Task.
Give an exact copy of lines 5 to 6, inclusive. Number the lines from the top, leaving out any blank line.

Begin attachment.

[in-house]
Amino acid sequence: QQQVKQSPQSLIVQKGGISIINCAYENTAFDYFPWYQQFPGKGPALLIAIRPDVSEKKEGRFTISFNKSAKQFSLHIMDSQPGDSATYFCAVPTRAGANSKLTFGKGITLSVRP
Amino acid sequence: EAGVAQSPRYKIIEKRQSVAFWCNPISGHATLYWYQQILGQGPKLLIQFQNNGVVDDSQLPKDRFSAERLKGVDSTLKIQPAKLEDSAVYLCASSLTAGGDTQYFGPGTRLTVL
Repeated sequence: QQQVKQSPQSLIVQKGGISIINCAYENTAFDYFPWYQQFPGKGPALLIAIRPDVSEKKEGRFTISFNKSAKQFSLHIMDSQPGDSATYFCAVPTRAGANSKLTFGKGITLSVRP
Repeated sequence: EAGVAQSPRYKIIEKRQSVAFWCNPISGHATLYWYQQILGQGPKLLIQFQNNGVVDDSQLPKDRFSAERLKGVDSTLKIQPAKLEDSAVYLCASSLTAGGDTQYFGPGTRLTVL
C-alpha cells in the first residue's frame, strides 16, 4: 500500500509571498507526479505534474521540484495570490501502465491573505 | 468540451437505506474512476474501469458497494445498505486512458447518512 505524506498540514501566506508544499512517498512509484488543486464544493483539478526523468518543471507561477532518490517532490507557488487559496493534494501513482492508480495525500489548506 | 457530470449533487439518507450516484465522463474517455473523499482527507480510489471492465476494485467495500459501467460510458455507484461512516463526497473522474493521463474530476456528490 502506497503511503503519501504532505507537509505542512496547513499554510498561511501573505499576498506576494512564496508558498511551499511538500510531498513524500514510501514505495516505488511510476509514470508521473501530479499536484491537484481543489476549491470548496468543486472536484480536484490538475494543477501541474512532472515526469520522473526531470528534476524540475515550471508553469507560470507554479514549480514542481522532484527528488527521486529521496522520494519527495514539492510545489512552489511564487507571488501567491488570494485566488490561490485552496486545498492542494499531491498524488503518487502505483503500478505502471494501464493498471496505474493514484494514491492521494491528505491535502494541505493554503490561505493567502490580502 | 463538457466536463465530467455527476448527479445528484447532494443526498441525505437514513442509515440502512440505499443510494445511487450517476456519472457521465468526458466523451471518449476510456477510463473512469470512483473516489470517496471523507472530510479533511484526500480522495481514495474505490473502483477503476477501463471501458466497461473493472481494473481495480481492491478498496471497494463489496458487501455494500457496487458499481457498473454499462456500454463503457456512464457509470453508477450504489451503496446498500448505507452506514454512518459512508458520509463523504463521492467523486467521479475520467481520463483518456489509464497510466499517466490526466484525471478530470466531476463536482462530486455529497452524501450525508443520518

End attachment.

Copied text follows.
Repeated sequence: EAGVAQSPRYKIIEKRQSVAFWCNPISGHATLYWYQQILGQGPKLLIQFQNNGVVDDSQLPKDRFSAERLKGVDSTLKIQPAKLEDSAVYLCASSLTAGGDTQYFGPGTRLTVL
C-alpha cells in the first residue's frame, strides 16, 4: 500500500509571498507526479505534474521540484495570490501502465491573505 | 468540451437505506474512476474501469458497494445498505486512458447518512 505524506498540514501566506508544499512517498512509484488543486464544493483539478526523468518543471507561477532518490517532490507557488487559496493534494501513482492508480495525500489548506 | 457530470449533487439518507450516484465522463474517455473523499482527507480510489471492465476494485467495500459501467460510458455507484461512516463526497473522474493521463474530476456528490 502506497503511503503519501504532505507537509505542512496547513499554510498561511501573505499576498506576494512564496508558498511551499511538500510531498513524500514510501514505495516505488511510476509514470508521473501530479499536484491537484481543489476549491470548496468543486472536484480536484490538475494543477501541474512532472515526469520522473526531470528534476524540475515550471508553469507560470507554479514549480514542481522532484527528488527521486529521496522520494519527495514539492510545489512552489511564487507571488501567491488570494485566488490561490485552496486545498492542494499531491498524488503518487502505483503500478505502471494501464493498471496505474493514484494514491492521494491528505491535502494541505493554503490561505493567502490580502 | 463538457466536463465530467455527476448527479445528484447532494443526498441525505437514513442509515440502512440505499443510494445511487450517476456519472457521465468526458466523451471518449476510456477510463473512469470512483473516489470517496471523507472530510479533511484526500480522495481514495474505490473502483477503476477501463471501458466497461473493472481494473481495480481492491478498496471497494463489496458487501455494500457496487458499481457498473454499462456500454463503457456512464457509470453508477450504489451503496446498500448505507452506514454512518459512508458520509463523504463521492467523486467521479475520467481520463483518456489509464497510466499517466490526466484525471478530470466531476463536482462530486455529497452524501450525508443520518